As Sony prepares to compete, Xbox Game Pass reaches a big subscription milestone

Microsoft revealed that over 25 million individuals had subscribed to Xbox Game Pass on the same day it announced its intended acquisition of Activision-Blizzard.

In the near future, Microsoft’s game subscription service is expected to attract even more players, with a surge likely to occur in anticipation of Activision-catalog Blizzard’s of games joining the service once the deal is finalised – similar to what happened when Bethesda joined Microsoft last year.

Given the popularity of Xbox Game Pass, it’s no surprise that Sony is said to be working on a PlayStation-specific version of the program.

Can Sony’s effort, however, truly expect to reclaim a win in the gaming subscription industry with Microsoft continuing to improve on its already outstanding offering?

Is it possible for Sony to demand a slice of Microsoft’s pie?

According to reports, Sony’s game subscription service, codenamed Spartacus, would arrive in Spring 2022 (either March, April, or May) and give customers access to a variety of new and vintage games for a monthly charge, similar to Game Pass.

This copycat technique would certainly work extremely well on PlayStation systems; the PS5 and PS4 are said to have outsold their Xbox counterparts by a wide margin, so Sony might see subscription numbers skyrocket with a far bigger user base to tempt.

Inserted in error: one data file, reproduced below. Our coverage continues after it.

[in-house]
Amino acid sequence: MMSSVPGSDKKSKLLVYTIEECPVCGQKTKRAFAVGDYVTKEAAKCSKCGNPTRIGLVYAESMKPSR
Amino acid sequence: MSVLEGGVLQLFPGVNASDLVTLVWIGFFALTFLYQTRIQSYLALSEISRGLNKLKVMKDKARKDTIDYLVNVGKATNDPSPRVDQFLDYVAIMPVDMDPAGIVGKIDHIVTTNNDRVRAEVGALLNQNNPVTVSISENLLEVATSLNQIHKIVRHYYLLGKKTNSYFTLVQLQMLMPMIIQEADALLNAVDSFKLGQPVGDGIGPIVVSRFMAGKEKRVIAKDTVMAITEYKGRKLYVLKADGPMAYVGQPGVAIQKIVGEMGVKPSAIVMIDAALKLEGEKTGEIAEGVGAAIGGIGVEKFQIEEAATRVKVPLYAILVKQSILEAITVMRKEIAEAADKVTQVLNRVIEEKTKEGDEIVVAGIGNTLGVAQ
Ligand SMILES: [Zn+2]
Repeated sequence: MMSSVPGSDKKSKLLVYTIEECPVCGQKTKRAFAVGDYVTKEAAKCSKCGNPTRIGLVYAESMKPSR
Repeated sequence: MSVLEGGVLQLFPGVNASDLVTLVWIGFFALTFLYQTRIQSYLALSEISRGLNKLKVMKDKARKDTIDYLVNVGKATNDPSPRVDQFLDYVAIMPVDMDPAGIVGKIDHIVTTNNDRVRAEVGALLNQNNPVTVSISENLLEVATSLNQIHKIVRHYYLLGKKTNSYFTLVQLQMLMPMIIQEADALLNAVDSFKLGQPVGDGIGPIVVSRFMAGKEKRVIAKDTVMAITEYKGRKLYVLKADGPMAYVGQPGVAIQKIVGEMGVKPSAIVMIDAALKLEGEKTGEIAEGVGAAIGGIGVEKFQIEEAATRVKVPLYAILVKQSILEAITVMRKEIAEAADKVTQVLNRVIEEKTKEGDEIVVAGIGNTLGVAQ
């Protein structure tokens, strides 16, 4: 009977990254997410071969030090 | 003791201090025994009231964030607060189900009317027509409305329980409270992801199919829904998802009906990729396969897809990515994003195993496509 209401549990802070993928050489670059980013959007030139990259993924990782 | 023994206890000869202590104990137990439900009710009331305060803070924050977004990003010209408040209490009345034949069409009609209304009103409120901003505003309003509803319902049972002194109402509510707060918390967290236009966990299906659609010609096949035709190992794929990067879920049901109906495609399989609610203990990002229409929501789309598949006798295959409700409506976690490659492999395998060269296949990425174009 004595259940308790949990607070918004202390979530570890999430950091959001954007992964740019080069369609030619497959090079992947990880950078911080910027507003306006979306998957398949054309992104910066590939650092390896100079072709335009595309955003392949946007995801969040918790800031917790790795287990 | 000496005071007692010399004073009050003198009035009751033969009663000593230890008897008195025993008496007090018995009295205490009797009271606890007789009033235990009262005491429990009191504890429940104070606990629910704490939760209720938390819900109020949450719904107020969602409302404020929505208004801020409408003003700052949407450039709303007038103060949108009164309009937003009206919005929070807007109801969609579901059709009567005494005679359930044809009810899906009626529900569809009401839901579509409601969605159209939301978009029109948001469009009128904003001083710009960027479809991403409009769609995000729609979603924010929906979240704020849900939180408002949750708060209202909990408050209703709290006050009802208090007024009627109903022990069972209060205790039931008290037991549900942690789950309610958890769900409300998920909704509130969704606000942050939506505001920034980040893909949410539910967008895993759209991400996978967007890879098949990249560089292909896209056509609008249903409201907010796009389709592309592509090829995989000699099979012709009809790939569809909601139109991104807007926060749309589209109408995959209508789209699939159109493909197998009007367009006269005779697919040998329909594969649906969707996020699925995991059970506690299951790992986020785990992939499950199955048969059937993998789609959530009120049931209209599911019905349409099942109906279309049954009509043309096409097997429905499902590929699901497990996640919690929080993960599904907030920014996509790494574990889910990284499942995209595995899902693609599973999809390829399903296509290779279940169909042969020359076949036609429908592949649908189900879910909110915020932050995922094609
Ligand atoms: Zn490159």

That, though, is contingent on how exciting the transaction may be for players. While it’s expected that Spartacus would unite PlayStation Now and PlayStation Plus into a single service, similar to Xbox Game Pass Ultimate, what else will users receive in exchange for your money?

It’s unclear whether Spartacus will include day-and-date releases for new first-party games, and with Activision-Blizzard on the verge of merging with Microsoft, many classic PlayStation titles like Crash Bandicoot, Tony Hawk Pro Skater, and Call of Duty are unlikely to be included for long, if at all.

If Sony wants a piece of Microsoft’s game subscription pie, it’ll have to pull something large out of the bag; if it can’t provide gamers the same type of value, it’ll alienate them rather than wow them.

For the time being, we’ll have to wait and see what Sony reveals, but with a release date looming in the not-too-distant future, it’ll only be a matter of time until we learn more about Spartacus – and whether or not we’ll want to participate in its services.